Teaching is a challenging profession. It needs high levels of emotional and sometimes physical input. This is part of the explanation why it can be therefore so rewarding. However, prolonged exposure to this atmosphere can escort people to the condition we call stress– fundamentally a negative state that can be defined as ‘an assault on self’. Stress is a negative feeling state which has both psychological and physical components.
The scale on the self-belief survey is an sign of the amount to which individuals feel they can accomplish a range of professional goals. Research has shown that those people with a higher than justified self-belief tend to cope better than those with realistic or low levels of self-effectiveness.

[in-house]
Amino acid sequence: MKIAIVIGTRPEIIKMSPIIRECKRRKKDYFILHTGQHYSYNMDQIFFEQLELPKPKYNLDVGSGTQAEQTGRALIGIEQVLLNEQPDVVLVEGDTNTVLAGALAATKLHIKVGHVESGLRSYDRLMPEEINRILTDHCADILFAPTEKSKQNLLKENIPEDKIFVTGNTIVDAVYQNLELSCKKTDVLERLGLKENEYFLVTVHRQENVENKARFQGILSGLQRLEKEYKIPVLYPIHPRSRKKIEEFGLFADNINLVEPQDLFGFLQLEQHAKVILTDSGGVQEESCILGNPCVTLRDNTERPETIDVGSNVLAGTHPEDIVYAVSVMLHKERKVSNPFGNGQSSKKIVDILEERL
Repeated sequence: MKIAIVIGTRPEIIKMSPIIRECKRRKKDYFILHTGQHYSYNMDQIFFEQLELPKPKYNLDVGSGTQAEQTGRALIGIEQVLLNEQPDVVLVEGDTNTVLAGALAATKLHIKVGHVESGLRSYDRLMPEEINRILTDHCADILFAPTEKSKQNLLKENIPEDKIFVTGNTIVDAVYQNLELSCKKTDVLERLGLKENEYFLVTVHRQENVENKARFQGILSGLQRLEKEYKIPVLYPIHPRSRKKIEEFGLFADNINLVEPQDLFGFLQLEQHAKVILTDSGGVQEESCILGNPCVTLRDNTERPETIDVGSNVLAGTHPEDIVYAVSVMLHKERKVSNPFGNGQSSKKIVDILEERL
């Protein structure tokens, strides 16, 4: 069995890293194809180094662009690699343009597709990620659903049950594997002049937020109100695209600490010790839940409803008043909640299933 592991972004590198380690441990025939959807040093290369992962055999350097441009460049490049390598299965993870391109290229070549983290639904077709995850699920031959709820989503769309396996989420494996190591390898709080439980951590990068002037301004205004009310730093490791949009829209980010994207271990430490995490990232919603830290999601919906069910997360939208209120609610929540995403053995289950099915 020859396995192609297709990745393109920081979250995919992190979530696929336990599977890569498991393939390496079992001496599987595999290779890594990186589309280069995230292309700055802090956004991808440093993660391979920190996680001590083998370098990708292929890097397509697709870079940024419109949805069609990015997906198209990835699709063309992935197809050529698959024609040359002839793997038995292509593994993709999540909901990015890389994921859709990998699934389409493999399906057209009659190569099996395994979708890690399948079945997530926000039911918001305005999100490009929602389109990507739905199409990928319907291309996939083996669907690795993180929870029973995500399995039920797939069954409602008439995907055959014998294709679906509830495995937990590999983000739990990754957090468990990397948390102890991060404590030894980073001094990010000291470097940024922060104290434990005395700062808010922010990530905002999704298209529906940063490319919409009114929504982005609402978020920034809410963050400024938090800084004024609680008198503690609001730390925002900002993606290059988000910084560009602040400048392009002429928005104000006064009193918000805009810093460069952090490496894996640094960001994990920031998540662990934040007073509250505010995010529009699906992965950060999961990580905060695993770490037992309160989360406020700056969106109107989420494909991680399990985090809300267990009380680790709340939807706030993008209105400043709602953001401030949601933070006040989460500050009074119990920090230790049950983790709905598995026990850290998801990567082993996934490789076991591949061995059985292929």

High scores on questions 1-3, 5 and 7-10 and low scores on 4, 6, 11 indicate upbeat self-beliefs (and vice versa).
Look through the responses you have received from your department and allow for additional responses specific to the feedback received, and to your particular school or department. Based on this feedback, the following causes of stress are most likely to be identified;
• Lack of ownership of key decisions.
• Limited control over professional development.
• Not being valued by students or leaders.
• Poor health.
• Personal circumstances.